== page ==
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Exploring the Thriving Crypto Gaming Ecosystem: From Traditional Giants to Fully On-Chain Worlds

Although gaming currently isn't in the spotlight, it remains the fastest-growing entertainment industry when compared to music and film, boasting a global compound annual growth rate (CAGR) of 13.4%. Notably, prominent studios like Rockstar Games and EA have shown an interest in incorporating blockchain technology into their new releases. If GTA6 were to embrace blockchain technology, given the sales figures of its predecessor, this could potentially attract around 185 million players tapping into the on-chain world. 

Additionally, the Echelon Prime Foundation has already demonstrated with their inaugural title, Parallel TCG, that studios rooted in Web3 can produce impressive games. While Parallel TCG is still relatively new, it has generated considerable excitement among players. Many gamers are also eagerly anticipating the launch of Iluvium, among other titles. 


The crypto gaming ecosystem encompasses a broad spectrum, roughly categorized into three types of games: 


1. Web 2.0 Games: These games have their game logic entirely off-chain and rather seek to incorporate NFTs and cryptocurrencies as well as stablecoins for in-game items, but without making them interoperable with other on-chain ecosystems. This category often includes speculations around traditional gaming studios such as EA or Rockstar which are toying with the step of bringing assets on-chain.

2. Web 2.5 Games: These games feature a hybrid off-chain/on-chain logic and on-chain infrastructure. They typically have an on-chain economic infrastructure mostly for their in-game assets which can interact with the wider crypto environment, while the game logic itself remains off-chain. Examples of such games include Illuvium and Parallel TCG.

3. Web 3.0 Games: Games in this category are fully on-chain Autonomous Worlds (AWs) where the entire game logic, state, and economy are on-chain. They also allow other developers to construct ecosystems for their games from the ground up. 


While we recognize Product-Market Fit in the realm of 2.0 and 2.5 games within the crypto space, our current focus is primarily on bottom-up 3.0 solutions. We see the present moment as pivotal for the advancement of Fully On-Chain Games (FOGs) following their initial experimental phases. Notable among these is Dark Forest, a pioneer in the space, offering an "incomplete information" strategy game that leverages zkSNARKs to secure information and hosts its game logic on-chain.  

Another noteworthy example is Loot, initiated by Dhof, also the founder of Vine. Loot NFTs were conceived as the foundational IP upon which developers could build and expand. This initiative has given rise to various derivatives, an ecosystem currency, and games like HyperLoot and the Loot Chain.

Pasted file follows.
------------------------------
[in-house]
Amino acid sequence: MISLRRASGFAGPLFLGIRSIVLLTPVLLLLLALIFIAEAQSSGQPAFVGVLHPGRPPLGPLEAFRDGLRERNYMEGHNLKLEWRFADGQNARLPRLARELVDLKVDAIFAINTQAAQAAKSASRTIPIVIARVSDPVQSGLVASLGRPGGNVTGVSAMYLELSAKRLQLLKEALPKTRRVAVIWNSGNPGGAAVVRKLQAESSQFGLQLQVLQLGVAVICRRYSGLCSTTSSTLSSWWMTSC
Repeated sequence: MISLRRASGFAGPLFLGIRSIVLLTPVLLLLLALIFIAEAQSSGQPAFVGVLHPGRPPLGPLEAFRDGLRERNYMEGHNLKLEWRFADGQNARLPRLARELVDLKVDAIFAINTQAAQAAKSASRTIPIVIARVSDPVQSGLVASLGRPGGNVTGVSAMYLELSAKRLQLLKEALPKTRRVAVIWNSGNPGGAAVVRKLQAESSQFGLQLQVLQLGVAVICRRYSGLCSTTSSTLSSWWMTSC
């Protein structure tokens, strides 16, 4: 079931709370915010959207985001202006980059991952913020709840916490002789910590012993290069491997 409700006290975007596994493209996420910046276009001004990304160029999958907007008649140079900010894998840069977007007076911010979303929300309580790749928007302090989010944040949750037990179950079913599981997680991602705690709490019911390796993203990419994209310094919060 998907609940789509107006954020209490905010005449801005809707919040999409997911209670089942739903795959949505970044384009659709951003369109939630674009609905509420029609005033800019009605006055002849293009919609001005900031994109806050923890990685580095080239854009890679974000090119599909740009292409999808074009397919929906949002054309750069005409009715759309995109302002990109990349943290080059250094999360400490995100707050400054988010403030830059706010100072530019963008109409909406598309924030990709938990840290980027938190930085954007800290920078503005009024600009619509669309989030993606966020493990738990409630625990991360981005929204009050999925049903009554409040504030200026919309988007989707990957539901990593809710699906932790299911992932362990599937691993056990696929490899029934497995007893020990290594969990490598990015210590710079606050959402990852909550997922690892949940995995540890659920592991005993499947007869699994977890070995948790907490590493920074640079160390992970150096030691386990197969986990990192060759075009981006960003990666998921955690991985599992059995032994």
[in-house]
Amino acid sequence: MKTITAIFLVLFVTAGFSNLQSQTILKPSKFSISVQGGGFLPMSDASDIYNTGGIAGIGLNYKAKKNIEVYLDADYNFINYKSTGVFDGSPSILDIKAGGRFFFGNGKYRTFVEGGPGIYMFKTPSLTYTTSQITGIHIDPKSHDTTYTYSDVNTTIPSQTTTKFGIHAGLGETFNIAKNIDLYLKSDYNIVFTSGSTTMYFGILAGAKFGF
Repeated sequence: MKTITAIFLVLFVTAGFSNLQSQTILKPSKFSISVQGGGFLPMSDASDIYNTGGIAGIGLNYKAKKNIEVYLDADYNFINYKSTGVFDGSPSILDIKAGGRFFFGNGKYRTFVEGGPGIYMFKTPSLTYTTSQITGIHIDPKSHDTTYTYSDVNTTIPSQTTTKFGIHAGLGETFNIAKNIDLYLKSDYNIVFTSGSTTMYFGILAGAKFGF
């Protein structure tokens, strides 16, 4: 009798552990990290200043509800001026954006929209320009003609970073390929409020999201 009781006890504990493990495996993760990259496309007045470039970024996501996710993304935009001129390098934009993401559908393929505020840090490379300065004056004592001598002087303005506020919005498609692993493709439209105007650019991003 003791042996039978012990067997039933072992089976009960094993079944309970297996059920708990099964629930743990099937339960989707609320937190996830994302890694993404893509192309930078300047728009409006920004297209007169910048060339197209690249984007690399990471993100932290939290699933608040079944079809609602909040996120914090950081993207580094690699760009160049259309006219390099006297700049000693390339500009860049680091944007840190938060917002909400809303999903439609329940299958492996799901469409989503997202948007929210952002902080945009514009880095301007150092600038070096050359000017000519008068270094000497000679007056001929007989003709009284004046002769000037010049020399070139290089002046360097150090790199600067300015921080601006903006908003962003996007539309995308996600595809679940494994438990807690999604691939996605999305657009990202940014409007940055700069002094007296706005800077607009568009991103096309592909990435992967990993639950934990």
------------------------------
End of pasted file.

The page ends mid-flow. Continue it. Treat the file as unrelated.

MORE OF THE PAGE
Emerging players in the market, such as Lattice with Mud, Dojo, Argus, Arc, or Playmint, provide engine frameworks for composable games. Their primary challenge lies in enhancing their tick rates, as this dictates the frequency with which the game's state can be updated and consequently the types of games that can be developed within these ecosystems. The finality of the underlying chain and the capacity to include information in a single transaction are among the most critical attributes, as they determine the pace of game updates. Similar to what we've seen in state machine infrastructure, different technical approaches will enable diverse new applications. 

Each game engine operates atop its own or an external settlement layer in the form of an L1/2/3 where the game engine is deployed. Additionally, there are niche tooling services and FOGs/AWs, which can originate from within the ecosystem or be developed by third parties. FOGs and AWs align closely with the overarching trend of increased user-generated content (UGC), akin to games like Fortnite, Roblox, or Minecraft, as well as platforms like YouTube. In this context, FOGs have the potential to foster a greater sense of ownership and belonging through user-generated worlds while mitigating platform risk through their permissionless deployment and censorship resistance inherent in the underlying architecture. 


A glimpse of what we are most excited about: 


Games/AWs Utilizing MUD, Dojo, Arc, Playmint, or Argus: 

Several engine frameworks are currently in development, yet the availability of FOGs or AWs compatible with these frameworks remains scarce. We hold a keen interest in innovative games that skillfully leverage the unique technical trade-offs presented by each engine, while also aligning seamlessly with the ethos of the ecosystem. 


Marketplaces for FOG Items: 

Marketplaces possess robust network effects, but we maintain the belief that current incumbents of NFT marketplaces’ (such as OpenSea) user experience fall short of meeting the gaming sector's needs. We envision a marketplace specifically dedicated to FOG stacks, catering to the distinctive requirements of this niche. 


Prediction Markets for Esports: 

While the previous two topics centered on FOGs, prediction markets for esports cast a broader net. We recognize the potential in prediction markets for gaming, which exhibit a level of PMF comparable to that of conventional sports markets. Consequently, we express keen interest in prediction markets that revolve around esports events, at least for the time being. 


The reading above provides just a taste of what currently excites us the most. But that doesn't mean we're not open to other sectors and venture ideas. If you're building something in this particular sector that you are extremely passionate about, don't hesitate to apply. We can’t wait to hear from you! 

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